In this article from , a local government official shares how the coronavirus has been his “wake-up call” to the Christian faith. The author also writes about what life is like on the front-lines in the war against the coronavirus in China.
An Unimportant Person in a Rural Town in the War against the Coronavirus
Since the coronavirus situation began, I have been continually running around the rural villages on the front line of defense. Everyone around me has been doing their real, utmost best; and also feeling the insignificant tininess of human beings in the face of this epidemic. It’s been seven years since I graduated from university. I have a home, a car, a good wife, healthy parents, and a son and daughter to complete my family. You could say I lack nothing. But the coronavirus situation is like a wake-up call. I don’t know when my life will end; I don’t want to squander it any more.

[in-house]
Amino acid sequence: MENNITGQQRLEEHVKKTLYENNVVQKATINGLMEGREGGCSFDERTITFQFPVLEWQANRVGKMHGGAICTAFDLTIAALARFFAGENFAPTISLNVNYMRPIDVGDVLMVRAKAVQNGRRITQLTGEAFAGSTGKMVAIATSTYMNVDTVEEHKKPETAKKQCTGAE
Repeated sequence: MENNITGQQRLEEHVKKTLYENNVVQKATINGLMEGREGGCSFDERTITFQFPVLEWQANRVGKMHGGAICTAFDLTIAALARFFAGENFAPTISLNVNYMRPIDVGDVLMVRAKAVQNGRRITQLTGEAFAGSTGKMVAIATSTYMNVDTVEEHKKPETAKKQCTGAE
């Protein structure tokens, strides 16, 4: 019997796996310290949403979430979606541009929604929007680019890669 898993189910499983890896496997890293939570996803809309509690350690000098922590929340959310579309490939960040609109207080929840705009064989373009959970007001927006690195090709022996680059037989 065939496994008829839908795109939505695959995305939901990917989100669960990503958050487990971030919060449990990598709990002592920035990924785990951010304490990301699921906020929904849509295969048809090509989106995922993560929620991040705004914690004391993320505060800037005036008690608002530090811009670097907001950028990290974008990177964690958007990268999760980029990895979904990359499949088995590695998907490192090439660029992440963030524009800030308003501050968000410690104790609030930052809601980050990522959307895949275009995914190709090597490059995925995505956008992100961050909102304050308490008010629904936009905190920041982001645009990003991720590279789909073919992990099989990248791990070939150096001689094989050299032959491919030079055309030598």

I work in the lowest level of the local government in a small rural village in the north. When I started working there, I didn’t have the best impression of local government officials, everyone was a straightforward human being–among the lowest-level officials there were many people who conducted their work with steady honesty. My usual work responsibilities involved care of the elderly, medical assistance, and poverty alleviation: much of this work you’d hope was being transformed by being service-orientated.
After the coronavirus situation began, the village leader and I ceaselessly traveled the frontiers of the virus defenses. On the eighth day of Chinese New Year [February 1, 2020], the village leader gave all the local officials leave from work so they could isolate themselves at home. Only ten cadres and three ordinary officials remained working. I was one of the three. In actual fact, we set an example for the rest of the area and stayed at home, avoiding gathering in the offices.